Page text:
This Tiffany Favrile Glass Vase is notable for the deep saturation of the blue glass used for the body; the color is a variation on the Tel el Amarna and Mazarin Blue glass developed by Tiffany Studios around 1909.
The baluster form body of the vase is articulated in deep blue glass with soft surface iridescence, while the straight neck, in iridescent silvery black glass, is decorated with a motif of chain links in a brighter teal blue which encase silvery horizontal striations.
Though for many years this style of vase has been referred to as “Tel el Amarna,” recent scholarship has revealed that the Tel el Amarna designation refers to a specific color of blue glass, not the series of vases or the decoration. Period records and archives from Tiffany Studios indicate that these vases were more commonly listed under the name Byzantine, a reference to the decoration on the necks of the vases inspired by ancient glassware (which was also adapted for use in Favrile Glass lamp shades).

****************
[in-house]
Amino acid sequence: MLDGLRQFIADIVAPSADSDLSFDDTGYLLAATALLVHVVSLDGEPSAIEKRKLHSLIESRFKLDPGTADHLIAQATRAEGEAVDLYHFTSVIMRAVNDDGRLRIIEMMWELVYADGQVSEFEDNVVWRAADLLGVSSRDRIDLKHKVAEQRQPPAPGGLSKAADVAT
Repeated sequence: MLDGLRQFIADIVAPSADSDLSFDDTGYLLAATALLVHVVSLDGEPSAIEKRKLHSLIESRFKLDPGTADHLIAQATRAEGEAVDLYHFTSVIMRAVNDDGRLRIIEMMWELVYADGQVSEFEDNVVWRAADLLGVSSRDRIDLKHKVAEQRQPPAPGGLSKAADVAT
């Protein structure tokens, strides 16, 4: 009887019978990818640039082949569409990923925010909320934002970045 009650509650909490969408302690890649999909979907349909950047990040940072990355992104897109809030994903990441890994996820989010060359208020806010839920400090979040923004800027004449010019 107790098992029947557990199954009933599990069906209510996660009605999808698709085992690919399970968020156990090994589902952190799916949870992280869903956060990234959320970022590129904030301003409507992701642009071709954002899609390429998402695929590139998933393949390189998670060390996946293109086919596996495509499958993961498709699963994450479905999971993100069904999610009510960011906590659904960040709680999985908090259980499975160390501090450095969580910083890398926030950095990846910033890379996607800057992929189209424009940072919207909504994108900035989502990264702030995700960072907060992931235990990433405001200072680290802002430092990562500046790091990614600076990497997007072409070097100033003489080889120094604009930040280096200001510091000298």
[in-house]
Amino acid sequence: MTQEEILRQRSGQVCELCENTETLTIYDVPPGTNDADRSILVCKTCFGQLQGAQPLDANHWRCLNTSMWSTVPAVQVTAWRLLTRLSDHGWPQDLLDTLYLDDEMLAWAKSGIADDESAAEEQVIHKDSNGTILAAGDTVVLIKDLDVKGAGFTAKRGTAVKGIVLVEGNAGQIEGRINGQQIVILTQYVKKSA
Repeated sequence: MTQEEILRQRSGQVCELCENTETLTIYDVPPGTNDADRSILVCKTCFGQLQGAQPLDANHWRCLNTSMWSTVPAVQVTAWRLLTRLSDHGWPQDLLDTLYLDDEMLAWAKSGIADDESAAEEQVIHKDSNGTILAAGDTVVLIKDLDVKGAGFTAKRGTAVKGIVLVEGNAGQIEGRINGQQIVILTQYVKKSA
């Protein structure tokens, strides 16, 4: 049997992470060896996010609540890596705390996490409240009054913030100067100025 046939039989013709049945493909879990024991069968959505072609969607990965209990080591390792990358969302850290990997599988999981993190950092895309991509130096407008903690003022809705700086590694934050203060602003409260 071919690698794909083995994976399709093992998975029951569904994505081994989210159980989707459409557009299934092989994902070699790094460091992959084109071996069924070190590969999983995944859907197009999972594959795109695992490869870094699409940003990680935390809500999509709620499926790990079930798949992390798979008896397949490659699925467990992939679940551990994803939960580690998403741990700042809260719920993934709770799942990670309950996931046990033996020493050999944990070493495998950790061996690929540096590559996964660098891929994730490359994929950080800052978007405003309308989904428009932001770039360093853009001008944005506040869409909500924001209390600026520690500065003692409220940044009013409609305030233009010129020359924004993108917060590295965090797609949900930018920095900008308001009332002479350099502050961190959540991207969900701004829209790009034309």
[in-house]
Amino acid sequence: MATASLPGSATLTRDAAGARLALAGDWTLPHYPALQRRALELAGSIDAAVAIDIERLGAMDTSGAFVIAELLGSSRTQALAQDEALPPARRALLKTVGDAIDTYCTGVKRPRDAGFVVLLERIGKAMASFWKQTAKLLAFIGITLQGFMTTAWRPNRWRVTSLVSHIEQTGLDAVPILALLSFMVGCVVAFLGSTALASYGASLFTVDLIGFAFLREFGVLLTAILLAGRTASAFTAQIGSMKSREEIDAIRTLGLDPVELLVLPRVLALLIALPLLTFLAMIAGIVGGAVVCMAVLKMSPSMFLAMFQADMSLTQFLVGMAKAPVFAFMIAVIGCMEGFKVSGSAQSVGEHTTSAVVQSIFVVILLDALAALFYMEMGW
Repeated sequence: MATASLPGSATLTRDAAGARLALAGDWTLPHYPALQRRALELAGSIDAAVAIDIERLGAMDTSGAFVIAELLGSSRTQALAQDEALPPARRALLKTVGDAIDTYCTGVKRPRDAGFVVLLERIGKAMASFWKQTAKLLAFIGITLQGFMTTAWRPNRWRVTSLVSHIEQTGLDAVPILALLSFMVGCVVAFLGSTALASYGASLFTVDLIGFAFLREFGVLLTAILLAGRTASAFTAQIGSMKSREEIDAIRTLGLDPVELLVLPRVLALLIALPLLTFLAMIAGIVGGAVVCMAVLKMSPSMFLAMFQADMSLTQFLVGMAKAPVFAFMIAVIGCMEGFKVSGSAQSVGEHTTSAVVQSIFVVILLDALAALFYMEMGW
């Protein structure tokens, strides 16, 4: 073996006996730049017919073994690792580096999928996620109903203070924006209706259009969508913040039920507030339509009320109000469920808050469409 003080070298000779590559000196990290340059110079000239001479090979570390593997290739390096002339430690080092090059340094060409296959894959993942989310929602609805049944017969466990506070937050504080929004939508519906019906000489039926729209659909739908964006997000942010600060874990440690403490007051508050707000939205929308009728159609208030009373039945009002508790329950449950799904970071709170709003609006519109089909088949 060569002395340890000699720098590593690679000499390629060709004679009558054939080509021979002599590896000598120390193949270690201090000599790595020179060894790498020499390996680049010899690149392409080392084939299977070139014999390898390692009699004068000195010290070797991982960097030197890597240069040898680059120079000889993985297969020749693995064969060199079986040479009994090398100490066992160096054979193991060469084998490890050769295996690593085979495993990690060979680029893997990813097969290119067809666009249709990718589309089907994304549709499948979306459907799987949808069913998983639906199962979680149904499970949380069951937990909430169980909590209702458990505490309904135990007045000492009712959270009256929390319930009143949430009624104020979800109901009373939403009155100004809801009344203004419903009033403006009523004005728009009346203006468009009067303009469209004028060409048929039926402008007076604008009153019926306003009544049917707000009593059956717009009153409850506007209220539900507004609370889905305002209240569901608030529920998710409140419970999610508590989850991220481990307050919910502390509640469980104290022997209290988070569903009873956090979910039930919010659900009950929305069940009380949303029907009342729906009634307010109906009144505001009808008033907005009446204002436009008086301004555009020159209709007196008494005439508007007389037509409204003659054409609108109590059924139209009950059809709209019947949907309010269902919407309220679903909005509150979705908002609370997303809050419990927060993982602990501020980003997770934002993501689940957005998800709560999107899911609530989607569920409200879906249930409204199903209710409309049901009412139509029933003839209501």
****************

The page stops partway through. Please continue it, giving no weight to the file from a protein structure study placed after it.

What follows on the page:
This piece of original Tiffany blown glass is signed on the underside with date code.
A vase of related form with similar decoration on the neck in iridescent gold glass was part of Louis Comfort Tiffany’s personal collection at Laurelton Hall, and is illustrated in The Art Glass of Louis Comfort Tiffany by Tiffany scholar Paul Doros; the two vases share the E suffix and are approximately 100 numbers away from each other in sequence.
Related example illustrated:
Paul Doros, The Art Glass of Louis Comfort Tiffany, New York, 2013, p. 95
Height: 7 ½ inches (19.1 cm)
Diameter: 3 ¼ inches (8.3 cm)